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Monday, August 30, 2010

My PC Ain’t Dead Yet!

The last few months I’ve been hearing more and more about people and companies saying that the Desktop PC is dying.

Most of these people are non-entities (unlike me!) and their opinions don’t really matter (unlike mine!).  However, when Google made the statement that Desktop PC’s will be dead within 3 years I actually sat up and took notice.  (Well, for a few minutes, anyway.)

For more info on what Google said, check out this article.

So, being active in the IT industry, I started thinking about this statement, and the implications that it would have on people and businesses.  And my conclusion?  It’s total nonsense.

As evidence of the declining popularity of Desktop PC’s, people are pointing to statistics and graphs like these:

PC Sales

This graph clearly shows the declining sales of Desktop PC’s compared to various portable systems, and most notably the increase in sales of tablet PC’s, along with a projection of these sales (if current trends keep up) up until 2015.

However, there are a few flaws with this graph, or more specifically, with drawing those conclusions from this graph.

Firstly, the graph doesn’t show how many of those purchases are insurance-related purchases, or replacements for broken or stolen devices.  You see, portable devices are stolen much more frequently than desktop PC’s, not to mention the number of laptops that inadvertently take a journey down the stairs…  These devices then obviously need to be replaced, leading to an increase in sales.

The second problem I have with this graph is that it doesn’t show PC component sales, only full PC sales.  It’s common knowledge that desktop PC’s are far more upgradeable than portable devices.  Over the last few years, technology has been “stable” – meaning that a PC purchased new 4 years ago can often be upgraded today to fairly good specifications.  This means that (especially with a world-wide recession) people would rather upgrade their PC’s than purchase a new one, which is not the case with portable systems, and which would influence the conclusions we draw from this graph.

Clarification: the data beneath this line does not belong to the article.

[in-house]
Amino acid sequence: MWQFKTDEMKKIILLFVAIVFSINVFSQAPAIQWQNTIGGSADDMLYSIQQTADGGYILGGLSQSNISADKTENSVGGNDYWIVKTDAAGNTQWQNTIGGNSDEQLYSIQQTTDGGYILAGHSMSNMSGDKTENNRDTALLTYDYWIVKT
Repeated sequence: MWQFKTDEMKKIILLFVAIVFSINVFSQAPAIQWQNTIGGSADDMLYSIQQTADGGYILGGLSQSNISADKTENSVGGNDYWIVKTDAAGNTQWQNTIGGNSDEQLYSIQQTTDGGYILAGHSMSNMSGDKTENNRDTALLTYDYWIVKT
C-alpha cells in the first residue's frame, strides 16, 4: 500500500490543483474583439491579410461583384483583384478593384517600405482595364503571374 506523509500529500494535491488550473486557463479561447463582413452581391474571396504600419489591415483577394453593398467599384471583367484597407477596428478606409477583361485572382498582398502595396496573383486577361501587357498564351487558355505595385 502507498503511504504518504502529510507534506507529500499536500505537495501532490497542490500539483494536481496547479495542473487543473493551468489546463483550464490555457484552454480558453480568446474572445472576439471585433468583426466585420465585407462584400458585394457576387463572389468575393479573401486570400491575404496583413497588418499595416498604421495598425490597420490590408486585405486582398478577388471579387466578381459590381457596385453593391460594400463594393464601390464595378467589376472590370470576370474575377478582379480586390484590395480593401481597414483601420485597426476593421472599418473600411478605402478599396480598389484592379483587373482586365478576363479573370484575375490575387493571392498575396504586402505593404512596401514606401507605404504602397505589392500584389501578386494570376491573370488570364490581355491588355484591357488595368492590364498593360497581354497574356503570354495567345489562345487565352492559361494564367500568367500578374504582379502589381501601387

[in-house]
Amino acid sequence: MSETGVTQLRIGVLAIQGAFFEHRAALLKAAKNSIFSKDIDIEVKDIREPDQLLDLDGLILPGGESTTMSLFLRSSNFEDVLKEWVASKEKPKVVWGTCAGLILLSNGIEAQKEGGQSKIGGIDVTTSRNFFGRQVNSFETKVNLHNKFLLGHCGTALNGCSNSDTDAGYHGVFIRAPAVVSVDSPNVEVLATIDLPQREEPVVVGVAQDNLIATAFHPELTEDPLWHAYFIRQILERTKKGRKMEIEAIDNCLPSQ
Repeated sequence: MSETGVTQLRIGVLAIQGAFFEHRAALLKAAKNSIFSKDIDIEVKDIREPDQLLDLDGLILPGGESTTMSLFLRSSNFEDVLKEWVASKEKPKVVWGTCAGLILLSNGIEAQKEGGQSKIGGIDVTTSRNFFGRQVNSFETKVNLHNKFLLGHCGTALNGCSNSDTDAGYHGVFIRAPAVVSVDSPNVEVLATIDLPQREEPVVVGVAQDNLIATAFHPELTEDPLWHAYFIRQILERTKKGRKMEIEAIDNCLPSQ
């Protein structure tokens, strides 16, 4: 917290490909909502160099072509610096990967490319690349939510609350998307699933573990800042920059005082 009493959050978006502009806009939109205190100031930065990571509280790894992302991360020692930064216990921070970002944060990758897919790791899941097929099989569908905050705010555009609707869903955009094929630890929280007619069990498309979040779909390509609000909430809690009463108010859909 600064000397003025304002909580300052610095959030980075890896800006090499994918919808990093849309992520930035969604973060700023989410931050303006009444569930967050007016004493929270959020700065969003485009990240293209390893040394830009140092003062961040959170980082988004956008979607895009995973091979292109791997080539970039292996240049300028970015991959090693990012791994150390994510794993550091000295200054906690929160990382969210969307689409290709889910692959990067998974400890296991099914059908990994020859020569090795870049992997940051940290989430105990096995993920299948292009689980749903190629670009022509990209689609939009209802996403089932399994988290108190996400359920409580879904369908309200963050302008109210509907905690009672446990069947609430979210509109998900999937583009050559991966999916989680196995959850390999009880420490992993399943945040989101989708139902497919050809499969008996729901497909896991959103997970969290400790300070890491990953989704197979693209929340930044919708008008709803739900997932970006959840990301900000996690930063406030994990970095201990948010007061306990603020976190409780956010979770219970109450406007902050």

I have one more point to make about this.  If desktop PC’s were dying, then why would people be buying more and larger LCD and LED monitors?  If the trend was really “size-related”, why then are people purchasing things that take up even more desk space?  The answer is simple – there are certain things that people don’t want to do on a small screen.  I don’t want to watch movies on my BlackBerry (though I can if I want to).  I don’t want to play Lord of the Rings Online with my laptop’s pathetic integrated graphics.  I do my video editing, gaming, movie watching, music playing, and graphic designing on a system with more power than an Apple iPad.  Because I want to.

What are your thoughts on the matter?  Do you agree, or do you have a different opinion?  (At the risk of sounding like King Julian, your opinion counts, because you are my readers!)  So comment away; I read all comments, even if I don’t always reply.